Sunday, October 22, 2006
A documentary depicting suicides off the Golden Gate Bridge in San Francisco, by Eric Steele.
It opened in London this weekend, and not to rave reviews. I saw an interview with Eric Steele, actually a couple of them. He strikes me as very sympathetic and sincere, yet not at all voyeuristic or exploitative, but rather serious about revealing the desperation of persons seeking the final solution in their lives. In the process of filming, he and his crew did everything they could to prevent the suicides he filmed, and were indeed successful a few times.
I wonder what it is about the bridge that attracts people from around the world to end their lives there? It is beautiful, but kind of cold, yet it remains the most popular place in the world to end one's life.
I've known people who have ended their lives. I never thought they were particularly neurotic or mentally ill. They just seemed to have no other alternative. One fellow struggled with alcoholism and a dead end career. Coming from a wealthy family, I know he felt as if he had failed in life. Of course he must have suffered from depression in order to kill himself, but he isolated himself, and no one could have helped him - he wouldn't let anyone in. Evidently, life simply lost its purpose, its meaning for him.
Does anyone remember the famous French couture-model/actress, Capucine? She played opposite Peter Sellers in "Pink Panther" portraying the wife of Inspector Clousseau. Several years ago she threw herself out of a Parisian hotel window, killing herself. Audrey Hepburn said in an interview about her friend that it was because she couldn't face growing old. - that sounds depressing.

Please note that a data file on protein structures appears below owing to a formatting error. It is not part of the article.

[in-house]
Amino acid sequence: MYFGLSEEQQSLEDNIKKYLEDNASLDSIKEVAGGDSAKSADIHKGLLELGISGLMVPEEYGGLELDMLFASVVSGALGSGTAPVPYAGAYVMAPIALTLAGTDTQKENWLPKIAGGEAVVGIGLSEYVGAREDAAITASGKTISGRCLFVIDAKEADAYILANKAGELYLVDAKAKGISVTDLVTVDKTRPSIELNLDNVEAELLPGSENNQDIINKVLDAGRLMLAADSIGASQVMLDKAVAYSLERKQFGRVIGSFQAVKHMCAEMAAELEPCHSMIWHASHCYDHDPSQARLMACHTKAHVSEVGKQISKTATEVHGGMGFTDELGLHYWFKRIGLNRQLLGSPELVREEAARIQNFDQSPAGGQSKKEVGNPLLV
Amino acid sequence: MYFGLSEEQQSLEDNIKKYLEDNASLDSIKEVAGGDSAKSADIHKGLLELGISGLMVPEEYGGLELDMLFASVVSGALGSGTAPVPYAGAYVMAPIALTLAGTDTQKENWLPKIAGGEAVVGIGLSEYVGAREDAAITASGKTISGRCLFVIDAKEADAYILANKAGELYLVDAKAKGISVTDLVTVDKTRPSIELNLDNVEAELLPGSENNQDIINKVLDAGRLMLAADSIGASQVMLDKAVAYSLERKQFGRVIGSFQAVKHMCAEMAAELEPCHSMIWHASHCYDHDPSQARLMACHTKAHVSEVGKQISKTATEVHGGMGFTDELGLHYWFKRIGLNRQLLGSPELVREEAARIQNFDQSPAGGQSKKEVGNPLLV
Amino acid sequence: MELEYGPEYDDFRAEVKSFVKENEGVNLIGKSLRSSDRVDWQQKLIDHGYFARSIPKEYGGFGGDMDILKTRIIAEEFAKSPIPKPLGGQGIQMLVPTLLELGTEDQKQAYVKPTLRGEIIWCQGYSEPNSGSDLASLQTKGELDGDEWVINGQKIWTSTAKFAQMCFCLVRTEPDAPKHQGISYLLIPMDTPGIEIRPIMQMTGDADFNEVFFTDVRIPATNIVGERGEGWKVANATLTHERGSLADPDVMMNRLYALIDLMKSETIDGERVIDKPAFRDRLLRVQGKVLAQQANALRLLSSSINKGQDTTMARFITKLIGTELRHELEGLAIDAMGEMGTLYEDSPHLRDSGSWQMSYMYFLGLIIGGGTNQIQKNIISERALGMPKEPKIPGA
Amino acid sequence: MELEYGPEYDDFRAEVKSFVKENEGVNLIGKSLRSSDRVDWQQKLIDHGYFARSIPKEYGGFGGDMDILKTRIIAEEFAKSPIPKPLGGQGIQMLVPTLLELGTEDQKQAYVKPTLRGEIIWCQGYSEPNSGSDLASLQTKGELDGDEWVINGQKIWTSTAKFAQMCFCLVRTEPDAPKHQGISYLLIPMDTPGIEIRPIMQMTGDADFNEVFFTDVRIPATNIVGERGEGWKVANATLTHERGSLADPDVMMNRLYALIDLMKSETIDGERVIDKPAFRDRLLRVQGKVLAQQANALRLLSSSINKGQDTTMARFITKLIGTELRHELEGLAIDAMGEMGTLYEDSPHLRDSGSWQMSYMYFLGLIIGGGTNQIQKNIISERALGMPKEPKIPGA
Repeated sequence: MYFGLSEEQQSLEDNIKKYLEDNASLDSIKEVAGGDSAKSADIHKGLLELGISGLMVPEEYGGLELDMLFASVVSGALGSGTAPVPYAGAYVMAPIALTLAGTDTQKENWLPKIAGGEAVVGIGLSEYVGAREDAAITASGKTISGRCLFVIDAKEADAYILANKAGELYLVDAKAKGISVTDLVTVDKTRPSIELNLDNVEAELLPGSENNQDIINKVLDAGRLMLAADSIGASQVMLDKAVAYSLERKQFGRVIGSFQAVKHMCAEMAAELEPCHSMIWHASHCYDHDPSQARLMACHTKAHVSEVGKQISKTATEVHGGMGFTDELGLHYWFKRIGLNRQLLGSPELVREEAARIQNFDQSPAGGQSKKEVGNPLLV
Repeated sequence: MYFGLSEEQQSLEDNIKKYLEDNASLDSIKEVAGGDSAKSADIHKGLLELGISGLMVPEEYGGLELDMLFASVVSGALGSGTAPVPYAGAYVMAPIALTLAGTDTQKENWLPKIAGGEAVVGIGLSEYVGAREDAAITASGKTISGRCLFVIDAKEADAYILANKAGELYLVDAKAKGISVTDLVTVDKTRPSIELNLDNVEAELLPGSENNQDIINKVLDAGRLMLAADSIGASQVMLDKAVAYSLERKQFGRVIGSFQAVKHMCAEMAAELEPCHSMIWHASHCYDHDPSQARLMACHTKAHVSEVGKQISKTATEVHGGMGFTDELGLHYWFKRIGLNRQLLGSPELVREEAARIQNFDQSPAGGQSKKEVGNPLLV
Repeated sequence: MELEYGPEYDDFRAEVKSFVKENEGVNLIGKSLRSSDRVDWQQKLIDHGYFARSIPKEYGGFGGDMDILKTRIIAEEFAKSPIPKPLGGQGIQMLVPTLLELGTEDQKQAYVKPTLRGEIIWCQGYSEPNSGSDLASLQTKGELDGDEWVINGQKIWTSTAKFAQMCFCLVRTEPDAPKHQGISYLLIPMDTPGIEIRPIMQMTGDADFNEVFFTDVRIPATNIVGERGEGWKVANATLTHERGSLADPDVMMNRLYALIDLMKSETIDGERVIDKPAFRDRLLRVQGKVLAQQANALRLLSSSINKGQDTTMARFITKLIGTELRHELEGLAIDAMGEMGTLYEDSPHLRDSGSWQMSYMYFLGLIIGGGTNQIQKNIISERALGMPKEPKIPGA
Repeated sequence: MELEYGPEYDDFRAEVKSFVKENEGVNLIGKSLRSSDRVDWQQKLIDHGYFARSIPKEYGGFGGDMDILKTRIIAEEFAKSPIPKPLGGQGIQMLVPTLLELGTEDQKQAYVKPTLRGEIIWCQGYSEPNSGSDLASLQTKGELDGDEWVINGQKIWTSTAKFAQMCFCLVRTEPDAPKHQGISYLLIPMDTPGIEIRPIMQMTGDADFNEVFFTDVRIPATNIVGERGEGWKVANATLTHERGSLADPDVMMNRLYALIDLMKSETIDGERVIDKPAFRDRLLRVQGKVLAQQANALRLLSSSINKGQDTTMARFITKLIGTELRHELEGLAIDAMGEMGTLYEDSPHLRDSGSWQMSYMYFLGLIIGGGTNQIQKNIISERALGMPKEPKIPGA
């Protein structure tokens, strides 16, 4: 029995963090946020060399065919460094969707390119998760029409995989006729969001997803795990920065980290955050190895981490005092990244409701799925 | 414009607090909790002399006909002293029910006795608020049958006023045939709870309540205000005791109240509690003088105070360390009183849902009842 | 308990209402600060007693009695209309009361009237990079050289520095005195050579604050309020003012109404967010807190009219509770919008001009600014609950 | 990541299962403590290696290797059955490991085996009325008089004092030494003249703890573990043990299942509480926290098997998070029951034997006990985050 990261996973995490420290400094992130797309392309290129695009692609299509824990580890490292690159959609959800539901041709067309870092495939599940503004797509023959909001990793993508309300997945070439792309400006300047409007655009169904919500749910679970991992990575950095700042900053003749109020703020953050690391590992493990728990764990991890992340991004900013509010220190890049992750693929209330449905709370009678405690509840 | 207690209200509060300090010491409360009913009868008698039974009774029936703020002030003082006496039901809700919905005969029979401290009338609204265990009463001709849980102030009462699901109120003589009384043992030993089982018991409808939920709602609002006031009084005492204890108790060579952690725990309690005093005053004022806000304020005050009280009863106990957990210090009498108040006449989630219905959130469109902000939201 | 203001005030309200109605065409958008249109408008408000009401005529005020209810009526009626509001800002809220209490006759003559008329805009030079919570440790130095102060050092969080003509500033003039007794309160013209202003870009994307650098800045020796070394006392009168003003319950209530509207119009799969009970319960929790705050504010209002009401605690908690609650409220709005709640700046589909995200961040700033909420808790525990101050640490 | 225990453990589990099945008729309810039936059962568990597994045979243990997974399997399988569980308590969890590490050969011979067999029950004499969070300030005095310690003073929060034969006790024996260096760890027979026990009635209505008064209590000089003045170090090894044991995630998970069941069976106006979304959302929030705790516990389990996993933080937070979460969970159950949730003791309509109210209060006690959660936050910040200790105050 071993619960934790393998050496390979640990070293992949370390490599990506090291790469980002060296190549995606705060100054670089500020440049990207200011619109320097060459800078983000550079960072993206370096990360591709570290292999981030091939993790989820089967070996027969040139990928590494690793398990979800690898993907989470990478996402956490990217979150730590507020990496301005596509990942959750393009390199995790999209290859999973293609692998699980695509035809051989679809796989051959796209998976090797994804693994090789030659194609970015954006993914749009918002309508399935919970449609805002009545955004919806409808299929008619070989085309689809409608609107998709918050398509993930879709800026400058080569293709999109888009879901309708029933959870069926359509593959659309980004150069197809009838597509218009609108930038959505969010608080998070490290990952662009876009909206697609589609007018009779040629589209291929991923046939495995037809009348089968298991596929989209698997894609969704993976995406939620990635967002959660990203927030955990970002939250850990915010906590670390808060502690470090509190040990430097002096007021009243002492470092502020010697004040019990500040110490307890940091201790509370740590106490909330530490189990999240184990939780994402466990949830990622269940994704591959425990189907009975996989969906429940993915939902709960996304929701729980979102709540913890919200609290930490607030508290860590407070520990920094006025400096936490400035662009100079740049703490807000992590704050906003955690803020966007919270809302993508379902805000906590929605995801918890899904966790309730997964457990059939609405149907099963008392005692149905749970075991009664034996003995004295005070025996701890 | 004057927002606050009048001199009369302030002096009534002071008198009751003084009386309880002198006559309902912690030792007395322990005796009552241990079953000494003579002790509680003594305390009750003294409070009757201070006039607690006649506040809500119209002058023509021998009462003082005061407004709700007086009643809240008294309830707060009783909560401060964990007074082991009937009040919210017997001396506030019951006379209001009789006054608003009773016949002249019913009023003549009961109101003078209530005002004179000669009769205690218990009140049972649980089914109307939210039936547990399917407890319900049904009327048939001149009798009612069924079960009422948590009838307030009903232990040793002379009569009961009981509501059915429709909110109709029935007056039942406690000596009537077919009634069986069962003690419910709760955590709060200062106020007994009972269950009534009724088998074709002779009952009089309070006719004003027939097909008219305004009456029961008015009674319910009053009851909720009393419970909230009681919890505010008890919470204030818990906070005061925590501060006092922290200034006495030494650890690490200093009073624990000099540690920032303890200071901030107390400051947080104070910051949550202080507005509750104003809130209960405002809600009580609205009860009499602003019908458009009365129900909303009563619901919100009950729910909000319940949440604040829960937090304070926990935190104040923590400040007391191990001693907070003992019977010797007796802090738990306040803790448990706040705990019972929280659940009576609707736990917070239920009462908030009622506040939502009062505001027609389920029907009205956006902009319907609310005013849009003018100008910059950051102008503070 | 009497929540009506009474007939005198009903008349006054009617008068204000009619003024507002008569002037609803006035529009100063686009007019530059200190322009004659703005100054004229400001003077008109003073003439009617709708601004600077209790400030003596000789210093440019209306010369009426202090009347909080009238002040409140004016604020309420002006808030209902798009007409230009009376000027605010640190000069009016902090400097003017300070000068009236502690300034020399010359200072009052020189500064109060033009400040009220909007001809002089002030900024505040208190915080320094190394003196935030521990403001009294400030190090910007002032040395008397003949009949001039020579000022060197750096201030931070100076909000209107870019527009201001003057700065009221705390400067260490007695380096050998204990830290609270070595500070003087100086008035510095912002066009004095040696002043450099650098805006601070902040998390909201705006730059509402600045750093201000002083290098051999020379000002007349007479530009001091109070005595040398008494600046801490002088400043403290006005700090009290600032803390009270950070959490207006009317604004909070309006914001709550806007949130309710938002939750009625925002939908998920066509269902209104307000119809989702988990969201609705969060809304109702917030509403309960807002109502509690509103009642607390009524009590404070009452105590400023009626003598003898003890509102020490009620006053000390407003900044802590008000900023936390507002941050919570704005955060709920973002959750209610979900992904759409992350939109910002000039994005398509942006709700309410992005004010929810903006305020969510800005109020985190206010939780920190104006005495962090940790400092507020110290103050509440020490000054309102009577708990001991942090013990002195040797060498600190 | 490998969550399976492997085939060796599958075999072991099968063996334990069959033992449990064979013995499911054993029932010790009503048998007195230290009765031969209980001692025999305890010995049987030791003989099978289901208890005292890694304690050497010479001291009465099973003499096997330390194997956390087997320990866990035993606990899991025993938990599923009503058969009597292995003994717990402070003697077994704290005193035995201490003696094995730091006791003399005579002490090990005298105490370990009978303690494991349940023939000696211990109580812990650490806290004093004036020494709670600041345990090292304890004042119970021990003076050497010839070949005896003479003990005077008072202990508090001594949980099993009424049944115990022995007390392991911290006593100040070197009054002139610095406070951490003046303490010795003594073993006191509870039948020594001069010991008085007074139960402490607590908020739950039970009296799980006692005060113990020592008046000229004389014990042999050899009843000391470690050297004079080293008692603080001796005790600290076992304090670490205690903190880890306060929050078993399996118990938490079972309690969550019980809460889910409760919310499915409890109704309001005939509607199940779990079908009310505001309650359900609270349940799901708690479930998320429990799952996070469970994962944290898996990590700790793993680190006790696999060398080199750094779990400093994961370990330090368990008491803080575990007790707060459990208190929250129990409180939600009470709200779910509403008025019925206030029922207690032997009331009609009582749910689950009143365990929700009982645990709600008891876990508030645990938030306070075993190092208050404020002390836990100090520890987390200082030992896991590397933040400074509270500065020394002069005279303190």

For years we have hidden the idea of suicide, never is it mentioned in the obituaries, although you can usually tell who killed themselves when it reads, "died unexpectedly" - obit-code for suicide. We've heard more about it in the last few years due to the increase of teenage suicides, yet it still is rarely discussed except to say things like "what a waste" or, "what a stupid thing to do - why didn't they ask for help?"
To answer that I would be willing to guess that the suicide thought their life was a waste as well, while they probably did try to reach out for help at various times in their life. I also think that they would agree, if we could hear them speak, that it was definitely a stupid thing to do, adding, that they would have preferred not being filmed in the act - it's never graceful - and that is meant to be a double entendre.
Nevertheless, I believe the film is an important work in the study of suicide - although I have not viewed it, only clips. I think we need to care about the subject - more precisely, the people.